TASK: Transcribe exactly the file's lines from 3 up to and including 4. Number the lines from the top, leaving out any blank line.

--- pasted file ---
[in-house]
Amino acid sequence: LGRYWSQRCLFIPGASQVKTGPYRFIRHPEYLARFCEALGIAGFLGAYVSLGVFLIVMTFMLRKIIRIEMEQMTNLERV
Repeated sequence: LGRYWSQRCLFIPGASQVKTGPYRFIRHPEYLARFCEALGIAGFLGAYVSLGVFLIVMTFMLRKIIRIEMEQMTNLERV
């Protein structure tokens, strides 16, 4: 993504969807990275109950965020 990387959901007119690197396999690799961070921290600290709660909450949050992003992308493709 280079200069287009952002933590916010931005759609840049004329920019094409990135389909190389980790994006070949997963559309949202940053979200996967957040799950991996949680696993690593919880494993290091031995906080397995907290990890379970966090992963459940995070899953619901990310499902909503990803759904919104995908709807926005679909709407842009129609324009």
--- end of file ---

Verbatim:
Repeated sequence: LGRYWSQRCLFIPGASQVKTGPYRFIRHPEYLARFCEALGIAGFLGAYVSLGVFLIVMTFMLRKIIRIEMEQMTNLERV
């Protein structure tokens, strides 16, 4: 993504969807990275109950965020 990387959901007119690197396999690799961070921290600290709660909450949050992003992308493709 280079200069287009952002933590916010931005759609840049004329920019094409990135389909190389980790994006070949997963559309949202940053979200996967957040799950991996949680696993690593919880494993290091031995906080397995907290990890379970966090992963459940995070899953619901990310499902909503990803759904919104995908709807926005679909709407842009129609324009």